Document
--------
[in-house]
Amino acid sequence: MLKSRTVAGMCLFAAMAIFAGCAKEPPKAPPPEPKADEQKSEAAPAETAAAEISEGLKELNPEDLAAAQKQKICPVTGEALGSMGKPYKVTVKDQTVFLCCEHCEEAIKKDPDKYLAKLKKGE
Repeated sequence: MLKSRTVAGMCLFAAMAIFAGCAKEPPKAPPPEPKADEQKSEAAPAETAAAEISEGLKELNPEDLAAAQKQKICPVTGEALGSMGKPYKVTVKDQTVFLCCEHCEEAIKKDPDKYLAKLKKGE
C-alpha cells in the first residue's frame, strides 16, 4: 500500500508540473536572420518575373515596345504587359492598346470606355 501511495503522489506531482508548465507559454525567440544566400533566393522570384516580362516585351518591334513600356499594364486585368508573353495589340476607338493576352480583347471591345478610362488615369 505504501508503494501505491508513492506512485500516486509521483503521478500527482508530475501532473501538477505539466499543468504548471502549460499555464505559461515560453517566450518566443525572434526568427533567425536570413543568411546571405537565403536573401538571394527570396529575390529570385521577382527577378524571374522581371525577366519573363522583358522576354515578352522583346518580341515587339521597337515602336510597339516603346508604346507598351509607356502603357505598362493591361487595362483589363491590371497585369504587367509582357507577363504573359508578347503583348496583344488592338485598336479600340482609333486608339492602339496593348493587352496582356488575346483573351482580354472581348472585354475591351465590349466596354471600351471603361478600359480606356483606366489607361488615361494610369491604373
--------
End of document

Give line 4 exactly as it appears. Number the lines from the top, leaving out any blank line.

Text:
C-alpha cells in the first residue's frame, strides 16, 4: 500500500508540473536572420518575373515596345504587359492598346470606355 501511495503522489506531482508548465507559454525567440544566400533566393522570384516580362516585351518591334513600356499594364486585368508573353495589340476607338493576352480583347471591345478610362488615369 505504501508503494501505491508513492506512485500516486509521483503521478500527482508530475501532473501538477505539466499543468504548471502549460499555464505559461515560453517566450518566443525572434526568427533567425536570413543568411546571405537565403536573401538571394527570396529575390529570385521577382527577378524571374522581371525577366519573363522583358522576354515578352522583346518580341515587339521597337515602336510597339516603346508604346507598351509607356502603357505598362493591361487595362483589363491590371497585369504587367509582357507577363504573359508578347503583348496583344488592338485598336479600340482609333486608339492602339496593348493587352496582356488575346483573351482580354472581348472585354475591351465590349466596354471600351471603361478600359480606356483606366489607361488615361494610369491604373